This man could have been released if he had not appealed to Caesar (Acts 26:32).
“What are you doing, weeping and breaking my heart?” Those words poured from Paul as many of his friends tried to persuade him not to go to Jerusalem. Agabus the prophet bound his own hands and feet with Paul’s belt to illustrate what would happen to Paul. Although Paul was moved by his friends’ concern, he knew what he must do.
“For I am ready not only to be bound but also to die in Jerusalem for the name of the Lord Jesus” (Acts 21:13). Finally, his friends relent. “Since he would not be persuaded, we said no more, except ‘The Lord’s will be done’” (Acts 21:14).
Like me, you may question Paul’s motivation, especially since so many believers, including Luke, were telling him not to go. Couldn’t he plant churches and continue his ministry as he had in the past? Why risk his life? Had Paul been a people-pleaser like many of us, he may have listened to his friends.
As prophesied by Agabus, Paul is arrested at the temple in Jerusalem, but his Roman citizenship saves him from scourging. While in Jerusalem, he also appears before the Sanhedrin. Afterward, when a Roman commander is informed of a plot against Paul’s life, the commander sends Paul to Caesarea for testimony before Felix the governor. When Festus replaces Felix, Paul testifies before him but refuses an offer to be sent back to Jerusalem. Instead, Paul appeals to Caesar. Several days after Paul’s appeal, King Agrippa visits Festus. Upon hearing Paul’s testimony, King Agrippa makes a troubling statement, “This man could have been released if he had not appealed to Caesar” (Acts 26:32).
I admit when I read this I wondered, Paul, what were you thinking? You could be free!
Unfortunately, I'm guilty of looking at circumstances and listening to well-meaning friends before I make a decision. I try to find my strength and resolve from something or someone other than the Lord. I want the journey free of struggles and heartache.
Paul’s strength and resolve were fueled by loving and trusting the Lord completely.
Prior to Paul visiting his friends and then leaving them for Jerusalem, he had already penned these words, “For I consider that our present sufferings cannot even be compared to the glory that will be revealed to us” (Rom. 8:18 NET). “And we know that all things work together for good for those who love God, who are called according to his purpose” (Rom. 8:38 NET).
He had also written what is one of my favorite passages, “For I am persuaded that neither death nor life, nor angels nor rulers, nor things present nor things to come, nor powers, nor height nor depth, nor any other created thing will be able to separate us from the love of God that is in Christ Jesus our Lord” (Rom. 8:38-29 CSB).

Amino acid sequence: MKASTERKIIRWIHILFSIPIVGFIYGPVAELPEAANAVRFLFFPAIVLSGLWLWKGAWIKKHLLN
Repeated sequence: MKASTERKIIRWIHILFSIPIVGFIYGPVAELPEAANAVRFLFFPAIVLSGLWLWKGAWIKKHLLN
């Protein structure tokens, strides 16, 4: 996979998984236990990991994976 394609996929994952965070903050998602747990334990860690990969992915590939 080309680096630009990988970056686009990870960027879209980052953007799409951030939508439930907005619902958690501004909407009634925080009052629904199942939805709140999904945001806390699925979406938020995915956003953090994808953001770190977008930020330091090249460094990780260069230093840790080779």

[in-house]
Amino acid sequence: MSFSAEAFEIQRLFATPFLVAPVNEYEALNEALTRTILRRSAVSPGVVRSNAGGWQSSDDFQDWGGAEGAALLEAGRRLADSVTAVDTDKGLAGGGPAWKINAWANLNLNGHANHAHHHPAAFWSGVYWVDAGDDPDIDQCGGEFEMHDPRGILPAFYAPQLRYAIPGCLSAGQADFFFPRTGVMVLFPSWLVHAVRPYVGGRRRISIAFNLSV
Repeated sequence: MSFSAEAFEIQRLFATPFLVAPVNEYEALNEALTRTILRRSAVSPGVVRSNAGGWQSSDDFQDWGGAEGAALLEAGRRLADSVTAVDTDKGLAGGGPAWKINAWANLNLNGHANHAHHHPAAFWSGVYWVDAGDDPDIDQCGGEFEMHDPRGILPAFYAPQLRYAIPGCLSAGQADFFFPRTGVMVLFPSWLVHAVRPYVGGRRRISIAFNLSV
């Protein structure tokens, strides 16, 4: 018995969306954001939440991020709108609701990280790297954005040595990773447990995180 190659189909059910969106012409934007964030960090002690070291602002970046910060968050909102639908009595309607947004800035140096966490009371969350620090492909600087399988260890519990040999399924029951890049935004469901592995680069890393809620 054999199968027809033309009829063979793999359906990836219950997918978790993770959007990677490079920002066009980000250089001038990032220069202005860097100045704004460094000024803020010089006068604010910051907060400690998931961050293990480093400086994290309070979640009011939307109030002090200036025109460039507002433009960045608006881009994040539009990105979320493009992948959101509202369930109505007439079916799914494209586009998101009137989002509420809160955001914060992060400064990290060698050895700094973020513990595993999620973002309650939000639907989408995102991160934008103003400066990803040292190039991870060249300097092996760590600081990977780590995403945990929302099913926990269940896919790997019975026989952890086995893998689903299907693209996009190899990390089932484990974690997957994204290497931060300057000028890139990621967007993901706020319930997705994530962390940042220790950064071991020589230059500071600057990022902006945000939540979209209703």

There’s also a key verse in Acts 23 that many of us, including myself, may skim over without digesting the magnitude of its impact. “The following night the Lord stood near Paul and said, ‘Have courage, for just as you have testified about me in Jerusalem, so you must testify in Rome’” (Acts 23:11, emphasis added). This visit from the Lord took place after Paul had been rescued from the angry mob in Jerusalem. (Think about that!)
Had Paul listened to his friends and taken the easier road, Caesar’s household may have never heard the gospel (Phil. 4:22). Our bibles would be void of Ephesians, Philippians, Colossians, and Philemon.
Are you facing a difficult decision? Family and friends encourage you to make the “right” and easier decision. But your heart isn’t leaning toward the easier. The Spirit nudges you toward the scary unknown. If you follow the path of the scary unknown, you may break hearts, including your own.
But oh, the joy and peace of following the Lord one step at a time. The path won’t always be smooth. There will be potholes and road hazards along the way. It is during those difficult times that you press tighter into your Heavenly Father, trusting Him to carry you through.
Press on sweet friend.
“Trust in the Lord with all your heart, and do not rely on your own understanding; in all your ways know him, and he will make your paths straight” (Prov. 3:5-6 CSB).
“You have put more joy in my heart than they have when their grain and new wine abound. I will both lie down in peace, for you alone, Lord, make me live in safety” (Psalm 4:7-8).
Kathy Garrett McInnis